End-to-end TLS with Azure Front Door

Transport Layer Security (TLS), previously known as Secure Sockets Layer (SSL), is the standard security technology for establishing an encrypted link between a web server and a browser. This link ensures that all data passed between the web server and the web browser remain private and encrypted.

To meet your security or compliance requirements, Azure Front Door (AFD) supports end-to-end TLS encryption. Front Door TLS/SSL offload terminates the TLS connection, decrypts the traffic at the Azure Front Door, and re-encrypts the traffic before forwarding it to the backend. Since connections to the backend happen over the public IP, it is highly recommended you configure HTTPS as the forwarding protocol on your Azure Front Door to enforce end-to-end TLS encryption from the client to the backend. TLS/SSL offload is also supported if you deploy a private backend with AFD Premium using the PrivateLink feature.

End-to-end TLS encryption

End-to-end TLS allows you to secure sensitive data while in transit to the backend while benefiting from Azure Front Door features like global load balancing and caching. Some of the features also include URL-based routing, TCP split, caching on edge location closest to the clients, and customizing HTTP requests at the edge.

Azure Front Door offloads the TLS sessions at the edge and decrypts client requests. It then applies the configured routing rules to route the requests to the appropriate backend in the backend pool. Azure Front Door then starts a new TLS connection to the backend and re-encrypts all data using the backend’s certificate before transmitting the request to the backend. Any response from the backend is encrypted through the same process back to the end user. You can configure your Azure Front Door to use HTTPS as the forwarding protocol to enable end-to-end TLS.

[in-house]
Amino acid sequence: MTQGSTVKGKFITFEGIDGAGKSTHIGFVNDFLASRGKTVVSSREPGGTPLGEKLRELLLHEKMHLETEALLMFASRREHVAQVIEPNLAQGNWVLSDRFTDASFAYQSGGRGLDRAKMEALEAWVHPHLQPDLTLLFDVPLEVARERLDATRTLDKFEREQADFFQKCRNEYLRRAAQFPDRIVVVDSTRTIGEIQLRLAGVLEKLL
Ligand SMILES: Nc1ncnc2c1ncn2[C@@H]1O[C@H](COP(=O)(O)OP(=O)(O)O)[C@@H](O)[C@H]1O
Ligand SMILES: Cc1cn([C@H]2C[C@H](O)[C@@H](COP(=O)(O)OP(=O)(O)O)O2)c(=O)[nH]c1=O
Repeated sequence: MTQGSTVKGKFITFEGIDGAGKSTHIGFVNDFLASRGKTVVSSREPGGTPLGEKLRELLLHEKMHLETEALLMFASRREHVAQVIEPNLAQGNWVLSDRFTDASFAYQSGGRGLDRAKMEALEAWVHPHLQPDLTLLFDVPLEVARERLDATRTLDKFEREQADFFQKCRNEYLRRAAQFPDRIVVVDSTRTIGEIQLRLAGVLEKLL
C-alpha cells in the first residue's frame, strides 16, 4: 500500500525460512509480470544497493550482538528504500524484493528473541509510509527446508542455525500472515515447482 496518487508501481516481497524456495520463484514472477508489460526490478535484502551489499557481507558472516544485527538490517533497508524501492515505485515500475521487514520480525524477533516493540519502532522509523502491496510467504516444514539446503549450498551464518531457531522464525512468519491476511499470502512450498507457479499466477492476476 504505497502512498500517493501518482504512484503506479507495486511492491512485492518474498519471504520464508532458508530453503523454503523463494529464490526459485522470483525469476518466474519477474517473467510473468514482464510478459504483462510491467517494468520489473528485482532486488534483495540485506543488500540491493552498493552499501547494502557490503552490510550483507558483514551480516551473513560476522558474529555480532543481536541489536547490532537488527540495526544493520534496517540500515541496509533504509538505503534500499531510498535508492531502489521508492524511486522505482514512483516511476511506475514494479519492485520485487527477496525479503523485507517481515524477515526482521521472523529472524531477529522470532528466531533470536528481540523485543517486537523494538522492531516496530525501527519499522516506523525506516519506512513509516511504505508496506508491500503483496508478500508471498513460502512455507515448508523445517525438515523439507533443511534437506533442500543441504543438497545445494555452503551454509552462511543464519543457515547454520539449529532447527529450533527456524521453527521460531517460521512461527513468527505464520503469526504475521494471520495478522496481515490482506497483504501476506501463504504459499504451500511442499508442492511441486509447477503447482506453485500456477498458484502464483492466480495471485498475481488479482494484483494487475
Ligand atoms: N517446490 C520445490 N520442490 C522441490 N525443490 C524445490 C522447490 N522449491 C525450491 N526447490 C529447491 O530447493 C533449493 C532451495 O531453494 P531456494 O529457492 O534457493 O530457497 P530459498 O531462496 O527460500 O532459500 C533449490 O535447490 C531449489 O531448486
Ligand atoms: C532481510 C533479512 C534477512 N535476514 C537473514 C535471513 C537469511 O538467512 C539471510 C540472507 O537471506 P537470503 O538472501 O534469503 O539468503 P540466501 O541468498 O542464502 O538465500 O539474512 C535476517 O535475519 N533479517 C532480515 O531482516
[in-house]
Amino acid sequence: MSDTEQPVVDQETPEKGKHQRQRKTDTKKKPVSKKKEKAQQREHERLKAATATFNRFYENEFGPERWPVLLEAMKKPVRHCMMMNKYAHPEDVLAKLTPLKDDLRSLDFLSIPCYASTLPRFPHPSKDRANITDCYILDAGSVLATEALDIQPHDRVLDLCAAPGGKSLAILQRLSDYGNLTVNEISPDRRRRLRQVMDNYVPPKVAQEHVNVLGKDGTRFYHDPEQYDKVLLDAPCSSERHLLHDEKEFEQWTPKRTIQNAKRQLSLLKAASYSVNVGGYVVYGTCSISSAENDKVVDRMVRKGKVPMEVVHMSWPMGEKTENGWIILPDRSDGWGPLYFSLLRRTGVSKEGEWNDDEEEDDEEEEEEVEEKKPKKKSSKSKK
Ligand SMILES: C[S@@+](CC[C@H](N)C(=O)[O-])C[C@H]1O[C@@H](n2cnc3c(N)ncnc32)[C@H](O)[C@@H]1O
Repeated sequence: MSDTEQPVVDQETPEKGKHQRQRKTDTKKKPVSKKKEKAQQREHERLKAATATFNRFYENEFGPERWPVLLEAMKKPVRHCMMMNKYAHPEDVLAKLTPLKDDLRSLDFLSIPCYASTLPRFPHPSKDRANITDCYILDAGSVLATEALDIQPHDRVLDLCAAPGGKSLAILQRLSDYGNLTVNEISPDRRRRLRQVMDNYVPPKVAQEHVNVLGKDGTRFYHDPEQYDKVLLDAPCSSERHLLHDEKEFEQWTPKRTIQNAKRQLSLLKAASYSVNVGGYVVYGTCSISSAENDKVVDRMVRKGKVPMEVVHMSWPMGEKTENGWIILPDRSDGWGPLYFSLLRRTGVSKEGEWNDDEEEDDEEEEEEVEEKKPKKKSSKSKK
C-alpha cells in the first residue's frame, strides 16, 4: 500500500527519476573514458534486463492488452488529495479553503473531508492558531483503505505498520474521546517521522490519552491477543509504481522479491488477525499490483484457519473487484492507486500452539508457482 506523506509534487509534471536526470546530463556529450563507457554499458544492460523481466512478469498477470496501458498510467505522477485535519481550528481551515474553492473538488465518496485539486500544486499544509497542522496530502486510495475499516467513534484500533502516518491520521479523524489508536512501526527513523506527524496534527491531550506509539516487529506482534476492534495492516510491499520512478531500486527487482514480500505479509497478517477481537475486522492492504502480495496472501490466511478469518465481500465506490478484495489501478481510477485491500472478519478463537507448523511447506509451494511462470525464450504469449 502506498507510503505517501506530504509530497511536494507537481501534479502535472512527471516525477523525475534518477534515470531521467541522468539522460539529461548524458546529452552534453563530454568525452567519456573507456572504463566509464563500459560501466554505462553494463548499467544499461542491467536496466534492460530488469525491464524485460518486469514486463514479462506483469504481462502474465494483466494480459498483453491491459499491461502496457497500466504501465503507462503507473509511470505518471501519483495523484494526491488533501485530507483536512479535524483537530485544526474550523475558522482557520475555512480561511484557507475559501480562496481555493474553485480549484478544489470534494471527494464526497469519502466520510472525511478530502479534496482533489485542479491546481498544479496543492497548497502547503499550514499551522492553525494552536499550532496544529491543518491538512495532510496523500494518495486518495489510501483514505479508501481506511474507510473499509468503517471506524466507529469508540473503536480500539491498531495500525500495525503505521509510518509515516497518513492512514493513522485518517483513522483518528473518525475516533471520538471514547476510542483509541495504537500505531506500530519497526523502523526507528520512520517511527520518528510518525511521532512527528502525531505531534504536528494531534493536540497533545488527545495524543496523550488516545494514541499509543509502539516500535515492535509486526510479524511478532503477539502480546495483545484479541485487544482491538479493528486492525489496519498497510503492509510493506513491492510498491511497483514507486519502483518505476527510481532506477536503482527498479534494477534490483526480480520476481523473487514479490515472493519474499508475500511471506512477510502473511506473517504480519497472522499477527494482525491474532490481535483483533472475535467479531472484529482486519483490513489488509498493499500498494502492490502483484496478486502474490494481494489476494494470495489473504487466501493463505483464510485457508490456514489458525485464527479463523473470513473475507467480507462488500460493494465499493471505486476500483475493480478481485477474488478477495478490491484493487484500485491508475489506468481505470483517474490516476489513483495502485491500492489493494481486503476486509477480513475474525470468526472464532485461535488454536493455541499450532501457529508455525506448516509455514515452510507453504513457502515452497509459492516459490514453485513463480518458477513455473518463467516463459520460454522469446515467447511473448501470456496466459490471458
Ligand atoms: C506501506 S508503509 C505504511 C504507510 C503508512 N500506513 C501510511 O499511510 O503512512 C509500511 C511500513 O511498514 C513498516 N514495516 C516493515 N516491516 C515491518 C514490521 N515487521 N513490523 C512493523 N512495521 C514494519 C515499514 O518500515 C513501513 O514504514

Supported TLS versions

Azure Front Door supports three versions of the TLS protocol: TLS versions 1.0, 1.1, and 1.2. All Azure Front Door profiles created after September 2019 use TLS 1.2 as the default minimum, but TLS 1.0 and TLS 1.1 are still supported for backward compatibility.

Although Azure Front Door supports TLS 1.2, which introduced client/mutual authentication in RFC 5246, currently, Azure Front Door doesn't support client/mutual authentication.

You can configure the minimum TLS version in Azure Front Door in the custom domain HTTPS settings using the Azure portal or the Azure REST API. Currently, you can choose between 1.0 and 1.2. As such, specifying TLS 1.2 as the minimum version controls the minimum acceptable TLS version Azure Front Door will accept from a client. When Azure Front Door initiates TLS traffic to the backend, it will attempt to negotiate the best TLS version that the backend can reliably and consistently accept.

Supported certificates

When you create your TLS/SSL certificate, you must create a complete certificate chain with an allowed Certificate Authority (CA) that is part of the Microsoft Trusted CA List. If you use a non-allowed CA, your request will be rejected.

Certificates from internal CAs or self-signed certificates aren't allowed.

Online Certificate Status Protocol (OCSP) stapling

OCSP stapling is supported by default in Azure Front Door and no configuration is required.

Backend TLS connection (Azure Front Door to backend)

For HTTPS connections, Azure Front Door expects that your backend presents a certificate from a valid Certificate Authority (CA) with subject name(s) matching the backend hostname. As an example, if your backend hostname is set to myapp-centralus.contosonews.net and the certificate that your backend presents during the TLS handshake doesn't have myapp-centralus.contosonews.net or *.contosonews.net in the subject name, then Azure Front Door will refuse the connection and as a result an error.